A rumor is an unsubstantiated story that spreads from person to person in a community in the form of word-of-mouth or over the internet. Rumors are often false, but may also contain elements of truth. They are often influenced by the emotions of listeners, who interpret rumors according to their own biases and experiences. A rumor typically involves an event that is either controversial or implausible, and can have an impact on social and political issues. Examples of rumors include news of the death of a celebrity, or that a natural disaster has occurred.
The modern scholarly definition of a rumor dates back to the pioneering work by German social scientist William Stern in 1902. In his experiments, Stern had subjects tell stories to one another in chains that were shortened and changed each time the story was passed on. The result was a rumor that was different from the original statement by the end of the chain, and he showed that rumors were influenced by the participants’ motivations.
People are motivated to spread rumors for a variety of reasons, including relationship-enhancement, self-enhancement, and information seeking. The teller and listener both gain benefit from the act, and rumor-telling tends to occur in groups where people are familiar with each other. A rumor told for the purpose of relationship enhancement, such as “I heard that your university is excellent,” will improve the teller-listener relationship. Rumors told for the purpose of self-enhancement typically involve derogating other groups and therefore boosting one’s own group in contrast.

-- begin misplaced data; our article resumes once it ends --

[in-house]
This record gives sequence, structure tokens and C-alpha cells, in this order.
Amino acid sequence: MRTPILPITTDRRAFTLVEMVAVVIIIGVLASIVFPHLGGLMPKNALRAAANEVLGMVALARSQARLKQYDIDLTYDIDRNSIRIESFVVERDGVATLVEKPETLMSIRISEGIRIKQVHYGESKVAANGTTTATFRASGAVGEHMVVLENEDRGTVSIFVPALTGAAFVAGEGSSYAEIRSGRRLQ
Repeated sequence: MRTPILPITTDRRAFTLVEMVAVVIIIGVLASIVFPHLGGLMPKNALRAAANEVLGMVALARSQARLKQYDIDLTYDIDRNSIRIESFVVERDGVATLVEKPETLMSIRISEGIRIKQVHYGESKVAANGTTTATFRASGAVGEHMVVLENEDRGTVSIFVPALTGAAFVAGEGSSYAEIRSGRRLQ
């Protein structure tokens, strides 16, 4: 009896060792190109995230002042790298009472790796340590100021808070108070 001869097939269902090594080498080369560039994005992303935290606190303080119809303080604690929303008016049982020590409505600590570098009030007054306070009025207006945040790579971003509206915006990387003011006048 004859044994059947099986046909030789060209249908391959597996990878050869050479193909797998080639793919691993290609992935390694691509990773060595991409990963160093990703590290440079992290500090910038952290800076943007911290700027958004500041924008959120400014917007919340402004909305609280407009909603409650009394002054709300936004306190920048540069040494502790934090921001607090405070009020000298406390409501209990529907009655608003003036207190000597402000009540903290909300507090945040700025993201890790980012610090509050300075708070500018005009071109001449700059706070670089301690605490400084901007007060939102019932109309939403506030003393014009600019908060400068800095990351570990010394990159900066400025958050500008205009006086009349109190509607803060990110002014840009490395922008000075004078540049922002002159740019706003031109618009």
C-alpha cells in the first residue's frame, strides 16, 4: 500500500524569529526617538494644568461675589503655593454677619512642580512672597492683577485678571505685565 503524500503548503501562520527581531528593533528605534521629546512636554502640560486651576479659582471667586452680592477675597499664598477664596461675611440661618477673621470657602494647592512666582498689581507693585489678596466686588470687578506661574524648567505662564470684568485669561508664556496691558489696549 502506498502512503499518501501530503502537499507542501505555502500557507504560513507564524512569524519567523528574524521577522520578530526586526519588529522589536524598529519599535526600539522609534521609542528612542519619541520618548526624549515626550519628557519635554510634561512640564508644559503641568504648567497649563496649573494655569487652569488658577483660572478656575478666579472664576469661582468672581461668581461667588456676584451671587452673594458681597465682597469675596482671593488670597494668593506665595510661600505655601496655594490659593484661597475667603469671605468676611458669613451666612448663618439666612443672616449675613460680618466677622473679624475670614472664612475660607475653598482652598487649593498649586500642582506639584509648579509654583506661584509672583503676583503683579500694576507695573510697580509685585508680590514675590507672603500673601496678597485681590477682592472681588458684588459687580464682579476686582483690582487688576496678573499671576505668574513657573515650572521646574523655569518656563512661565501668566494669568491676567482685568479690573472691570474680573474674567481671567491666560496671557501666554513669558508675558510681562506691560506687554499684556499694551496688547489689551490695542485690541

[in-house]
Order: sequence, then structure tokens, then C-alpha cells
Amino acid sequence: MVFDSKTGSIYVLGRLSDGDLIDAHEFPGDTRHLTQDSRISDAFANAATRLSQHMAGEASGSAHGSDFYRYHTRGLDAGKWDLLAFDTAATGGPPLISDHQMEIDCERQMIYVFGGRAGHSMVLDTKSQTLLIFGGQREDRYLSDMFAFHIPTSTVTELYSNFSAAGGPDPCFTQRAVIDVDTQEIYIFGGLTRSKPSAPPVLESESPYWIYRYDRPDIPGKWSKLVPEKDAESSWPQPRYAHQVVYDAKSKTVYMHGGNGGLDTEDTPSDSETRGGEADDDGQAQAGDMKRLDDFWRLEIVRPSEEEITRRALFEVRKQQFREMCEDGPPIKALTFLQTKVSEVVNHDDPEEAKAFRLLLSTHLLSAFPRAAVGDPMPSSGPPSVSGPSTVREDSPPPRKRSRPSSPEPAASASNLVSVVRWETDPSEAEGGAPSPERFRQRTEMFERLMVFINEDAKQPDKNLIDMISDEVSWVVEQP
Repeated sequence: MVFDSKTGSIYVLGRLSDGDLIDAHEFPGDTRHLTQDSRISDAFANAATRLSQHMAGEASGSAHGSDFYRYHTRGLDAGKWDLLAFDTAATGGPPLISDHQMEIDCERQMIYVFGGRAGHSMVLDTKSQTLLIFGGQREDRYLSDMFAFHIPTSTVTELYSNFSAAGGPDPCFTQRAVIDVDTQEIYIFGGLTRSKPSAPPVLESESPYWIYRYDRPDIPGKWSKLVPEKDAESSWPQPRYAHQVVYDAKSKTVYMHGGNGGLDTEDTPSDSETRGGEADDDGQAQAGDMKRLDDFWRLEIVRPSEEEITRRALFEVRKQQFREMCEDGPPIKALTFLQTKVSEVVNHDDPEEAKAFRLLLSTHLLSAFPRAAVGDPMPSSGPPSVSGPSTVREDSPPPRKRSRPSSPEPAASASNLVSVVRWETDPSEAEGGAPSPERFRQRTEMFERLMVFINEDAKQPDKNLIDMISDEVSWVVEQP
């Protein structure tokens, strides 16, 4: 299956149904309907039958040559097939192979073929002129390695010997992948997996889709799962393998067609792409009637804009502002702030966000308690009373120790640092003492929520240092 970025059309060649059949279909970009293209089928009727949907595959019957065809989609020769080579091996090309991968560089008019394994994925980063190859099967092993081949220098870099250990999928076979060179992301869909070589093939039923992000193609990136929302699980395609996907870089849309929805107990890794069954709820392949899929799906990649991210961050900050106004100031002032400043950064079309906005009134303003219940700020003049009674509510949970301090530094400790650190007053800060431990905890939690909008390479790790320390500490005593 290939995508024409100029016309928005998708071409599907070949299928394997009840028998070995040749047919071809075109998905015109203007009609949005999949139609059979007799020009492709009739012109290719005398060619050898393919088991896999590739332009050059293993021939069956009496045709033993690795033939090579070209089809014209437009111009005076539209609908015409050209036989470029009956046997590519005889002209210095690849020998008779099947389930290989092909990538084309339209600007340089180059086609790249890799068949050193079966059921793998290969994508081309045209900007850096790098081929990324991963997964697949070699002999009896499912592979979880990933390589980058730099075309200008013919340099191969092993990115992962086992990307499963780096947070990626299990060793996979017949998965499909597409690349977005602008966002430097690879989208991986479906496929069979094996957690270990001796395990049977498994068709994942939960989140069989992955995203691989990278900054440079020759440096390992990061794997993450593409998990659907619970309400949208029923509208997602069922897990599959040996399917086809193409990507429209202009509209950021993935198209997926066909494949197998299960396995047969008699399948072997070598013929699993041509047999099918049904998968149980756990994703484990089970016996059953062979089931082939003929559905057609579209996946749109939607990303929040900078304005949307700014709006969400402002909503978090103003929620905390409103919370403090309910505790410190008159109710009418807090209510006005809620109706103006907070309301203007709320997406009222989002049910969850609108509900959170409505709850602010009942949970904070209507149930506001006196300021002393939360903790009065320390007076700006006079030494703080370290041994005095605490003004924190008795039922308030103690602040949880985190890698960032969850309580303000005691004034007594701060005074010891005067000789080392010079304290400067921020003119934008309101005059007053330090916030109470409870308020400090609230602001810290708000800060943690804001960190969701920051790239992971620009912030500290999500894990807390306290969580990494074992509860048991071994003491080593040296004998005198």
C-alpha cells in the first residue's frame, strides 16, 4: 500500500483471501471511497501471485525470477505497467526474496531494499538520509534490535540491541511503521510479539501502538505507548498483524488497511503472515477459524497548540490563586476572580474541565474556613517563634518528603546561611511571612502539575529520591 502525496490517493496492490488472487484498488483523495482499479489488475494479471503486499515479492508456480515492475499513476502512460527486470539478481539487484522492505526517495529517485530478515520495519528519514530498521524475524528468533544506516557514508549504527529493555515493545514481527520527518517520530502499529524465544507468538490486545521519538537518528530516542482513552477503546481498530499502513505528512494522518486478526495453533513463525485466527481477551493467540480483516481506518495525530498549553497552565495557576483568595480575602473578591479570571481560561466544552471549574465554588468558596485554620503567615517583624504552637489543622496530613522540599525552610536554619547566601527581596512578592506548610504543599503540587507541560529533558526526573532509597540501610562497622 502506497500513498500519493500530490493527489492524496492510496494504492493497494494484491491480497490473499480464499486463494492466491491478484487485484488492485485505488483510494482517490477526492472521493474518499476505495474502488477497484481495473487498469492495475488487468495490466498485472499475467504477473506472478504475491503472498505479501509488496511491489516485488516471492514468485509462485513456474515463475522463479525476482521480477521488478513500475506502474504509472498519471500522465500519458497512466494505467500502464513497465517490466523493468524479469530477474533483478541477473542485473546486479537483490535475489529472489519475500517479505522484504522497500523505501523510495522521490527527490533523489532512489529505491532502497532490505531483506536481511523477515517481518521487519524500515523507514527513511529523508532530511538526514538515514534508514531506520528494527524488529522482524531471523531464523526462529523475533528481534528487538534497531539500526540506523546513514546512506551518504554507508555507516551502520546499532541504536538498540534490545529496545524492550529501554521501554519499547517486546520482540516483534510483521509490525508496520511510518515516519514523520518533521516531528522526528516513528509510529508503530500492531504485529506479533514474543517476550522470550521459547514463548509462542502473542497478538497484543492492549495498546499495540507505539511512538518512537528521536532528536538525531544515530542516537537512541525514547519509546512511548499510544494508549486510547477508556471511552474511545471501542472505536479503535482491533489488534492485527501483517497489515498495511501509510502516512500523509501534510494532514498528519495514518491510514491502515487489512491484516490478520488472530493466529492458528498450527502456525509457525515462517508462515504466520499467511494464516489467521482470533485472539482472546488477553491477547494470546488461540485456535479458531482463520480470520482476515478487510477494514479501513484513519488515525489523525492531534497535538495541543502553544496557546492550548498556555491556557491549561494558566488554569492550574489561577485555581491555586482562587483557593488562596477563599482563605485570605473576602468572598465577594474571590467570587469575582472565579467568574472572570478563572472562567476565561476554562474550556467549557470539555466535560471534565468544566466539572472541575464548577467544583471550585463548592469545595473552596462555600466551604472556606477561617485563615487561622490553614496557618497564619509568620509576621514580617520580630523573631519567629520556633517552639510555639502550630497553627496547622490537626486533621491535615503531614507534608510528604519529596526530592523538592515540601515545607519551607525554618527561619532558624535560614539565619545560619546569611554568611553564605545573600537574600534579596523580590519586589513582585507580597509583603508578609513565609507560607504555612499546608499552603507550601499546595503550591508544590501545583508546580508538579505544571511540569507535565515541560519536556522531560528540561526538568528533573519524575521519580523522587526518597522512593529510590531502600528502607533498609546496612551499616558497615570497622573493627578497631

Rumors can also serve as a means of managing physical threat, such as warning people to evacuate a flood zone. They can also help people cope with psychological threats, by affording a sense of control over the threat through an interpretation or understanding of negative events, for example, rumors about the U.S. government blowing up levees in New Orleans or American soldiers using night vision goggles to spy on Iraqi women.
Studies of rumor have shown that the media, government departments, and parties should be responsible for releasing authoritative rumor-debunking statements. Social media platforms and netizens should repost this information so that it is widely disseminated.
A rumor-debunking model that integrates government agencies, the media, and social organizations would be effective during a crisis like the coronavirus disease 2019 (COVID-19) pandemic. The model should include continuous monitoring and rapid dissemination of information, and should integrate a mechanism that allows social organizations to identify rumors and contact their members to verify them before sharing or reposting them. It should also address the issue of middle-aged and elderly individuals, who are more likely to be the target of a rumor, as well as factors such as discrimination and media literacy. The models presented in this article should be further developed and tested to determine their effectiveness in practical applications.